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The Ravages of War Related PTSD Spread to Partners and Children of US Soldiers

The heartbreaking story of a family's secondary trauma.

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Of course, the Army only helps families of active-duty personnel. It's the Department of Veterans Affairs that's charged with treating the problems that can persist long past discharge. But "if you asked the VA to treat your kids, they would think it was nonsense," says Hofstra's Motta.

When I asked the VA if the organization would treat kids for secondary trauma, its spokespeople stressed that it has made great strides in family services in recent years, rolling out its own program for couples' counseling and parenting training. "Our goal is to make the parents the strongest parents they can be," says Susan McCutcheon, national director for Family Services, Women's Mental Health, and Military Sexual Trauma at the VA; according to Shirley Glynn, a VA clinical research psychologist who was also on the call, "for the vast majority of people with the secondary traumatization model, the most important way to help the family deal with things is to ensure that the veteran gets effective treatment." In cases where children themselves need treatment, these VA officials recommended that parents find psychologists themselves, though they note "this is a good time [for the VA] to make partners with the community so we can make good referrals." Or basically: "You're on your own," says Brannan.

 "I guess we're just used to dealing with people with more severe injuries," a VA nurse once told Brannan upon seeing Caleb.

Brannan sent Katie to the school therapist, once. She hasn't seen any other therapist, or a therapist trained to deal with PTSD—Brannan knows what a difference that makes, since the volunteer therapist she tried briefly herself spent more time asking her to explain a "bad PTSD day" than how Caleb's symptoms were affecting the family. When I visited, Katie was not covered by the VA under Caleb's disability; actually, she wasn't covered by any insurance at all half the time, since the Vineses aren't poor enough for subsidized health care and the Blue Cross gap insurance maxes out at six months a year. She's never been diagnosed with anything, and Brannan prefers it that way. "I'm not for taking her somewhere and getting her labeled. I'd rather work on it in softer ways," like lots of talks about coping skills, and an art class where she can express her feelings, "until we have to. And I'm hoping we won't have to." Certainly she seems better than some other PTSD vets' kids Brannan knows, who scream and sob and rock back and forth at the sound of a single loud noise, or who try to commit suicide even before they're out of middle school. Caleb spends enough time worrying that he's messing up his kid without a doctor saying so.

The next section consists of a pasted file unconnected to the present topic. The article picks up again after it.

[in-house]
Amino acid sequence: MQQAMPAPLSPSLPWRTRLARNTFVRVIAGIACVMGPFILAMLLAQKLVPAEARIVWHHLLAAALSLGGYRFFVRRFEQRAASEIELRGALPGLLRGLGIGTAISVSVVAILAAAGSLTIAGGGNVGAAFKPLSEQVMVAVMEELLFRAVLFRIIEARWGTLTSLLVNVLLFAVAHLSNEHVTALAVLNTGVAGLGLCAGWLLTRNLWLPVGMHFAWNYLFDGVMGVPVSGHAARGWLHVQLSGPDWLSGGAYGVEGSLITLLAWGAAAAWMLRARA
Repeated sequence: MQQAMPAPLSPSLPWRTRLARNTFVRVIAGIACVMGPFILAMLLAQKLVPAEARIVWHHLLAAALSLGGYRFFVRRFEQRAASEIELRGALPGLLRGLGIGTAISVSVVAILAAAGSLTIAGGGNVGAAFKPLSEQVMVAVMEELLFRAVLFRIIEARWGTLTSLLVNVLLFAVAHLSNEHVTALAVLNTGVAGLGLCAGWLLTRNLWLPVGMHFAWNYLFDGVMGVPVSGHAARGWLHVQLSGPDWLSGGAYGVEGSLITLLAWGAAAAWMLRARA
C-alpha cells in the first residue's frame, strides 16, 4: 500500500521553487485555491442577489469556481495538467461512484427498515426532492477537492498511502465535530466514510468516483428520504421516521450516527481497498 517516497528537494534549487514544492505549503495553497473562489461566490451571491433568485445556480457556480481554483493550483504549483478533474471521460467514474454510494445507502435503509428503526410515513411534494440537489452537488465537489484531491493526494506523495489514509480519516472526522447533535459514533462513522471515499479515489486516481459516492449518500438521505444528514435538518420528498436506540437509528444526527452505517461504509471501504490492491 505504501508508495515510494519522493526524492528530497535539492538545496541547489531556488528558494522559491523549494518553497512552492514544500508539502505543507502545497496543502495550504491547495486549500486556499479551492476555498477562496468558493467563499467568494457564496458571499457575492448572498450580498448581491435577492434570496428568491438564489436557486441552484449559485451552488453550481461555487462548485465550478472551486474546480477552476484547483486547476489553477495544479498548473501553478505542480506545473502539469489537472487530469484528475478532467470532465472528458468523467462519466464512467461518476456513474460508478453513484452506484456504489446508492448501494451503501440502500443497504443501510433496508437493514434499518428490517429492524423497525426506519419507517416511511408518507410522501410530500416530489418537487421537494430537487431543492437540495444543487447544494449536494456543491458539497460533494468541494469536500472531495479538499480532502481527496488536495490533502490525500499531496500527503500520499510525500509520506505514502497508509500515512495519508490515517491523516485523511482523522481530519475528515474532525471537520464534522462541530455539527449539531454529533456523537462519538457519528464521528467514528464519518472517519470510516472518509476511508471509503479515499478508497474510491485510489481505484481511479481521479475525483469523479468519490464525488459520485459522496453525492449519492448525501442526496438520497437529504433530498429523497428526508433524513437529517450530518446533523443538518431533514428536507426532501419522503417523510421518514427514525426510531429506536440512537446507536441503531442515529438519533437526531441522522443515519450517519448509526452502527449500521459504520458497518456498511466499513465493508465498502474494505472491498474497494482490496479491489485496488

Brannan is a force of keeping her family together. She sleeps a maximum of five hours a night, keeps herself going with fast food and energy drinks, gets Katie to and from school and to tap dance and art, where Katie produces some startlingly impressive canvases, bright swirling shapes bisected by and intersected with other swaths of color, bold, intricate. That's typical parent stuff, but Brannan also keeps Caleb on his regimen of 12 pills—antidepressants, anti-anxiety, sleep aids, pain meds, nerve meds, stomach meds—plus weekly therapy, and sometimes weekly physical therapy for a cartilage-lacking knee and the several disintegrating disks in his spine, products of the degenerative joint disease lots of guys are coming back with maybe from enduring all the bomb blasts, and speech therapy for the TBI, and continuing tests for a cyst in his chest and his 48-percent-functional lungs. She used the skills she learned as an assistant to a state Supreme Court justice and running a small newspaper to navigate Caleb's maze of paperwork with the VA, and the paperwork for the bankruptcy they had to declare while they were waiting years for his disability benefits to come through. She also works for the VA now, essentially, having been—after a good deal more complicated paperwork, visits, and assessments—enrolled in its new  caregiver program, which can pay spouses or other family members of disabled vets who have to take care of them full time, in Brannan's case $400 a week.

 
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